If one cares to isolate the Church of England Chaplains (1985 + 122 fatalities = 2,107) their fatality ratio is 6.1% (Calc 122/2,107) compared to Catholic Chaplains (651+34 fatalities = 685) fatality ratio of 5.0% (calc 34/685). This might suggest the complete opposite of the perceptions of being 'at risk'. [Source: CWGC data and SMEBE page 190]. It is noteworthy that their fatality ratio was about a quarter of that of combatant Officers for the whole war, suggesting perhaps that they were (proportionally) not in the front line as often as one might be led to believe. Certainly at Gallipoli the number and ratio of Chaplains to troops was severely reduced, most of them working in the Hospitals and CCS. 

 

MG

 

*34 Catholic Chaplian fatalities according to Snape "God and the British Soldier: Religion and the British Army in the First and Second World Wars"

 

 

Edited by Guest

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michaeldr

The following are the statistics as given in the Johnstone & Hagerty book mentioned earlier

 

5a2bd8e045ea5_StatsforRCChaplainsWWI.jpg.7abb34518d5400cf1afb44bb83589b61.jpg

 

It is also worth pointing out that while these two authors quote (pages 112/3) from Graves, they immediately follow his passage with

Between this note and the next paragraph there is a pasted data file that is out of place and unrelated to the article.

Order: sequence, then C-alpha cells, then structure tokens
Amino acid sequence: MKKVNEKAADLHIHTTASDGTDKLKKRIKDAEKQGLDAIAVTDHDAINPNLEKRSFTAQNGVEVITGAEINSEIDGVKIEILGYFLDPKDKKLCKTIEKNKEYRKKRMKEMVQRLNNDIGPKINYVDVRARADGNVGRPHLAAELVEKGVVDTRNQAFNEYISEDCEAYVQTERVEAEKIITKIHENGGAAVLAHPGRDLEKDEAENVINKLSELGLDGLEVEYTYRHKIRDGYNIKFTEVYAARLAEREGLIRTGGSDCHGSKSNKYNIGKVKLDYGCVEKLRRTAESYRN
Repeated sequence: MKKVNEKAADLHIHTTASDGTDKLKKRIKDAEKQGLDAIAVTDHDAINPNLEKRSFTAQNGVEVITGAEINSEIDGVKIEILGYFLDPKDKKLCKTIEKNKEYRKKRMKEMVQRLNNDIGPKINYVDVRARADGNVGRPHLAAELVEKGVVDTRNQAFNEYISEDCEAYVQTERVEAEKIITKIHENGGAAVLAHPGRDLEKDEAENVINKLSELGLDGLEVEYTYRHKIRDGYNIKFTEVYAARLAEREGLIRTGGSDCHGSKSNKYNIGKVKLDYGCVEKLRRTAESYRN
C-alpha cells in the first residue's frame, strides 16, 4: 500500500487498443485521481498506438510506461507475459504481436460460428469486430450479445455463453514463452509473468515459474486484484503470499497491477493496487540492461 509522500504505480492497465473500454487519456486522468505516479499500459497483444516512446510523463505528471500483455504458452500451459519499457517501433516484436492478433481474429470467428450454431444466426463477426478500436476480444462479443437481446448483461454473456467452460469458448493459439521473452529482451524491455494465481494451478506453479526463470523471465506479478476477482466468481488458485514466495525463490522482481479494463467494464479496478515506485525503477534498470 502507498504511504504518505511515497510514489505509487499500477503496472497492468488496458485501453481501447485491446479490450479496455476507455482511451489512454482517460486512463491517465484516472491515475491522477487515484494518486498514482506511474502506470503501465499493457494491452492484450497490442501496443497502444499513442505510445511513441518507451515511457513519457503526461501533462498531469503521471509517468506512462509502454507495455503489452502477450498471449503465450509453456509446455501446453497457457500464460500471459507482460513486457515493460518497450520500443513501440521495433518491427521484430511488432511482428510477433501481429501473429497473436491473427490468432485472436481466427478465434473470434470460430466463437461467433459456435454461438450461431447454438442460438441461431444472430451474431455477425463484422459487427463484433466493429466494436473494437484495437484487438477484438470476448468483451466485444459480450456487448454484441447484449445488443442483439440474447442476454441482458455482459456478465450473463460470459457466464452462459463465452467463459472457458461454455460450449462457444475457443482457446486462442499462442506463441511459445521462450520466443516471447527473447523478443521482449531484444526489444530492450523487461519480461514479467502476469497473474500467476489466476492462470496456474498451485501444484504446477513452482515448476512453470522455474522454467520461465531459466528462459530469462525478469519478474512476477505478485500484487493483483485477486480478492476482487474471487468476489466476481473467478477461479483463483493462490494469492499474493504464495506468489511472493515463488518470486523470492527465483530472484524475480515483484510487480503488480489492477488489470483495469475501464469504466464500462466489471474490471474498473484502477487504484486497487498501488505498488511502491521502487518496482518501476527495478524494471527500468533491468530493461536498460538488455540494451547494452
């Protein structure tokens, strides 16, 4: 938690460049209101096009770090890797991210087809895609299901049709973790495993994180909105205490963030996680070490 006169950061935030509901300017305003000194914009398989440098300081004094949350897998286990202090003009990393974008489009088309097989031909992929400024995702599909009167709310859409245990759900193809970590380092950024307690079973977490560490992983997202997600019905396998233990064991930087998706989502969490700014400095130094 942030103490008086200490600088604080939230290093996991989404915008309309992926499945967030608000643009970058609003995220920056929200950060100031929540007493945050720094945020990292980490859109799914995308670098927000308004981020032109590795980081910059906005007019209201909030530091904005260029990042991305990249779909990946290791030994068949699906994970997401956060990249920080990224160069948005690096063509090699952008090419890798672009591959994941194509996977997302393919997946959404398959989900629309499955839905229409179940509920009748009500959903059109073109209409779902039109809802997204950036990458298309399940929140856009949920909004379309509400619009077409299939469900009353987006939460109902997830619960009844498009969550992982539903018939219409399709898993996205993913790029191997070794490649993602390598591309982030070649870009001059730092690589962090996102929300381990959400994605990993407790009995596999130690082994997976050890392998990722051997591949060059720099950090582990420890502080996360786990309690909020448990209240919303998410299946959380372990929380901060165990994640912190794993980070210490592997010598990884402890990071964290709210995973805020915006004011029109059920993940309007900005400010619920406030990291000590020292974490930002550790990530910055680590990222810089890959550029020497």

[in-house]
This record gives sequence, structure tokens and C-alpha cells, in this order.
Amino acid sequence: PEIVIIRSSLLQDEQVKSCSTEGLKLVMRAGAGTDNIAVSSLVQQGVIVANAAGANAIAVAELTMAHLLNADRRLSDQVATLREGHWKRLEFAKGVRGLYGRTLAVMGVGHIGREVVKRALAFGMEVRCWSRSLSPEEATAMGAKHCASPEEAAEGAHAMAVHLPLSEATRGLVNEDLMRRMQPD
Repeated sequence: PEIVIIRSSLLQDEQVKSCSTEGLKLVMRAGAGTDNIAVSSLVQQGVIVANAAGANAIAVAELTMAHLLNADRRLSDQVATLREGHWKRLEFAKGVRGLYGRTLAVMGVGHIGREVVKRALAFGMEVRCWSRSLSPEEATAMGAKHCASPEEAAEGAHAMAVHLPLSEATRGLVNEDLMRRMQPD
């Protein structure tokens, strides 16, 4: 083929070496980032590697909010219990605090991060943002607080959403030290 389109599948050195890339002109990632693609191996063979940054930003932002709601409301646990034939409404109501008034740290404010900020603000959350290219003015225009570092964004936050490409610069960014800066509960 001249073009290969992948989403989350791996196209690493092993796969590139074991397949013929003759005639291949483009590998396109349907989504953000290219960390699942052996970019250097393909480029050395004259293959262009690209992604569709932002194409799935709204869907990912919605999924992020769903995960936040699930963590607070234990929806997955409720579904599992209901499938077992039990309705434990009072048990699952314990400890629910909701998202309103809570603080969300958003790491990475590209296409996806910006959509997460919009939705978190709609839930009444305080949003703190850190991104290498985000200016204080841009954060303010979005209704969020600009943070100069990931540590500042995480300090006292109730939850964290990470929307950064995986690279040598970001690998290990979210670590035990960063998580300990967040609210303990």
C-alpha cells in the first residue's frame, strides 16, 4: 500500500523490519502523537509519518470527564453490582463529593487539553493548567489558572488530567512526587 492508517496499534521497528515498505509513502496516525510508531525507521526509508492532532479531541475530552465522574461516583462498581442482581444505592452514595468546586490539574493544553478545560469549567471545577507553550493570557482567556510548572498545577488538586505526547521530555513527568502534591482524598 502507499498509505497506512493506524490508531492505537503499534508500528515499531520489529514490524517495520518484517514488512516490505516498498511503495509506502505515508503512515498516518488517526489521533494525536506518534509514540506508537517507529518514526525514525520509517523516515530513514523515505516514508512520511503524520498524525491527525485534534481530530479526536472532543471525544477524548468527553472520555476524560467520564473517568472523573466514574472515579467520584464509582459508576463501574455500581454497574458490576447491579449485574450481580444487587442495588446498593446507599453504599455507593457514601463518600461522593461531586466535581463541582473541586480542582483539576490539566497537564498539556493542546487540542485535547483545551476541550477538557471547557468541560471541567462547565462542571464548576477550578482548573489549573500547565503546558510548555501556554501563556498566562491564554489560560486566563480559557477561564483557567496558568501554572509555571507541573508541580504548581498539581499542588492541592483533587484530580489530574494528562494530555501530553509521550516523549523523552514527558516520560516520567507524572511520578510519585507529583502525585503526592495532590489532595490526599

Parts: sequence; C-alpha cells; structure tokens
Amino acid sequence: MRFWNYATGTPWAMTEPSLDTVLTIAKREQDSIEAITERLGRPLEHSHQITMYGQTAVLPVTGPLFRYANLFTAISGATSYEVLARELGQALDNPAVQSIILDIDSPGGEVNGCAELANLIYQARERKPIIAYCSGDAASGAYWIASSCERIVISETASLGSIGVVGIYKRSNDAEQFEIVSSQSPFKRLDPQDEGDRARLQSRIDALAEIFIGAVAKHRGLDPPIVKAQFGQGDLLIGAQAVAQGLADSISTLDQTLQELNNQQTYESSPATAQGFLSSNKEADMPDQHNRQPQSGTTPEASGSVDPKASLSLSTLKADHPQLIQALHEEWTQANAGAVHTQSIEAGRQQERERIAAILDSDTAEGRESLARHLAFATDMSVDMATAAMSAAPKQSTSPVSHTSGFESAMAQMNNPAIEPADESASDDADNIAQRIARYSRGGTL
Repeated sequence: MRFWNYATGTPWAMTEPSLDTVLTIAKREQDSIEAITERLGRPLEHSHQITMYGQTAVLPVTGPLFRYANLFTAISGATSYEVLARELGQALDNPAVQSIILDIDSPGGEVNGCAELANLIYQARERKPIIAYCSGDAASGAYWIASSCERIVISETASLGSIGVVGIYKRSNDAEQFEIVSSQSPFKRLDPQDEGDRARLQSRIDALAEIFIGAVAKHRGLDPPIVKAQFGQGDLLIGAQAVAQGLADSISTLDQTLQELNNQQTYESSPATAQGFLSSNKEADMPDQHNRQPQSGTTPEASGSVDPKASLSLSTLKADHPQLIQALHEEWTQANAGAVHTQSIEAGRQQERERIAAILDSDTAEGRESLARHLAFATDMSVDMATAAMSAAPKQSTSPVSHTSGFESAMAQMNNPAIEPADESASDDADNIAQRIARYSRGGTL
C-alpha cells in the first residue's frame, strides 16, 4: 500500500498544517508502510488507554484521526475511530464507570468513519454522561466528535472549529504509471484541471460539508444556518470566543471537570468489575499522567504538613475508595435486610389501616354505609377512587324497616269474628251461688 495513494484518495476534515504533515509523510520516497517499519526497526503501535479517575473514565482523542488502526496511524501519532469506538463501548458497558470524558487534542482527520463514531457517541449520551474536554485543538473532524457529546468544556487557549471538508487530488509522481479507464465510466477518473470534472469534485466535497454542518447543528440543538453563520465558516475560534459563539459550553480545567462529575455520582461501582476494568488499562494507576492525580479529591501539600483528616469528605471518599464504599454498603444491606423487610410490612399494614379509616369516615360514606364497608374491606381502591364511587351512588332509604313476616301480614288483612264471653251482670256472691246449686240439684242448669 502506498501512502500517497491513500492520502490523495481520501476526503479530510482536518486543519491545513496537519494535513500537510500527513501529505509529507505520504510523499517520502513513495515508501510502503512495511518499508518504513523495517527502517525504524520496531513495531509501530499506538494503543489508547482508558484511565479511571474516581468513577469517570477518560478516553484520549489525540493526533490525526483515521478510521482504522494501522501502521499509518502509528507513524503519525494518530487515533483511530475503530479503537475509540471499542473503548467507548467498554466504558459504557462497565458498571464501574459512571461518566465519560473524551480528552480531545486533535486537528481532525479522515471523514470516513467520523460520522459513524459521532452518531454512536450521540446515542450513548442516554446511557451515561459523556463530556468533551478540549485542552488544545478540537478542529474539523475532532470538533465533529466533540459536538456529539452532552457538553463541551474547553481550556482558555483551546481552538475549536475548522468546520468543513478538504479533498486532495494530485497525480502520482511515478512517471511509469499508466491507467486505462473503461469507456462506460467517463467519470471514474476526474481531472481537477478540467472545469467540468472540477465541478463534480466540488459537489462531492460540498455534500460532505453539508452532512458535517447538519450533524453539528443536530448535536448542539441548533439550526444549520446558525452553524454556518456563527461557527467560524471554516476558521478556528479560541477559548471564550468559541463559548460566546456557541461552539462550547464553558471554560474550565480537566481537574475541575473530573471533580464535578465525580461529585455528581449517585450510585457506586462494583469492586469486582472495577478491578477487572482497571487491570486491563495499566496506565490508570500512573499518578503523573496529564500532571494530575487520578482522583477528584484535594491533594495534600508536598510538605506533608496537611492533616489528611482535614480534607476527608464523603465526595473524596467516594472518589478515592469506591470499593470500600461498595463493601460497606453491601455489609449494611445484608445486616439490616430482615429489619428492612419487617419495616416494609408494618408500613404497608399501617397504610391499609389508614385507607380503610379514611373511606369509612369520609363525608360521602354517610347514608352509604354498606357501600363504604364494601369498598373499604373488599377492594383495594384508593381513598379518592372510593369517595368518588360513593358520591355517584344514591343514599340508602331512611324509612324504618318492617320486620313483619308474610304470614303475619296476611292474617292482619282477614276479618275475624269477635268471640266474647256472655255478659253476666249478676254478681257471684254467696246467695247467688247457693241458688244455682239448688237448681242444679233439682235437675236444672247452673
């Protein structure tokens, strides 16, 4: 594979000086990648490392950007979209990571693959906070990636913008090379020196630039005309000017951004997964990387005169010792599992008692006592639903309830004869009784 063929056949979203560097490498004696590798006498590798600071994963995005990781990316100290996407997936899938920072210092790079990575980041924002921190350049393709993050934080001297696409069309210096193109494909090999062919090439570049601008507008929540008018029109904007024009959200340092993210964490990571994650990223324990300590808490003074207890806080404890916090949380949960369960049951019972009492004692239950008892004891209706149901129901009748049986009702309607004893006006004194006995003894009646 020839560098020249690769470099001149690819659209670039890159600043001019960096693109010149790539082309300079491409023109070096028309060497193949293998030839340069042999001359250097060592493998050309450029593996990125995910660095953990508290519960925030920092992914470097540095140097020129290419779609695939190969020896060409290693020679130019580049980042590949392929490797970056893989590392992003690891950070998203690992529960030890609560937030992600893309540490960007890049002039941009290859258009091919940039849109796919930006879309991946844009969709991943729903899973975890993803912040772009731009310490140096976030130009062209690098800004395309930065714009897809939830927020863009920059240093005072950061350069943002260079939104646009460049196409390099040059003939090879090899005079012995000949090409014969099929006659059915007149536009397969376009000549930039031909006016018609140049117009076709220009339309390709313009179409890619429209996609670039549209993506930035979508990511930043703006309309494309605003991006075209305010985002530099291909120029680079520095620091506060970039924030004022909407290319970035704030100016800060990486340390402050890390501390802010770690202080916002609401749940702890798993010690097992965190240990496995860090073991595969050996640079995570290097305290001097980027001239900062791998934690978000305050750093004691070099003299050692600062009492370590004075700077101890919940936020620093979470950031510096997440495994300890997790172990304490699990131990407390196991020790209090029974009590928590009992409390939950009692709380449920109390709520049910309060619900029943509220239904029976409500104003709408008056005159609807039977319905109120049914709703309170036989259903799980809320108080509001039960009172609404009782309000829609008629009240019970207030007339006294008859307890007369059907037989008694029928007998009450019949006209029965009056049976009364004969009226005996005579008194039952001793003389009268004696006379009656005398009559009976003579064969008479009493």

"To their everlasting glory, many Anglican chaplains chose to disobey orders and accompany their battalions into the line as the award of thee Victoria Crosses testifies."

 

Edited by michaeldr

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healdav

I don't know about the British army, but in the French army there were a number of priests and monks who served as officers, not chaplains, and they took services in their 'spare' time.

One man, whose memoirs I read recounted that it became a fixed part of his duties to take mass, as a Jesuit Priest, whenever it was asked for, and every Sunday, anyway. One day, Joffre came to inspect the area, and spoke to him at length. He was rather surprised to find that this man was a Platoon Commander/Priest and asked him how he got on with all the calls on his time. The Jesuit replied that he didn't find that difficult, but he was unable to draw a Field Communion Set as he was not a designated Priest, and it was becoming rather embarrassing using a tin plate and mug for communion. Joffre tut tutted, and left.

A few days later, a large parcel arrived addressed to him, and inside was a Communion Set with a letter from Joffre hoping that it would be satisfactory!

It may be that some of the priests or chaplains who died or were in the front line were not there as priest at all.

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michaeldr

Serving in other capacities was also known in the British army

eg: Lieut-Colonel the Rev W E Wingfield DSO who was c/o of the 223rd Brigade RFA (see The Royal Naval Division by Douglas Jerrold)

 

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michaeldr

Church of England Army Chaplains in the First World War: Goodbye to 'Goodbye to All That' by Michael Snape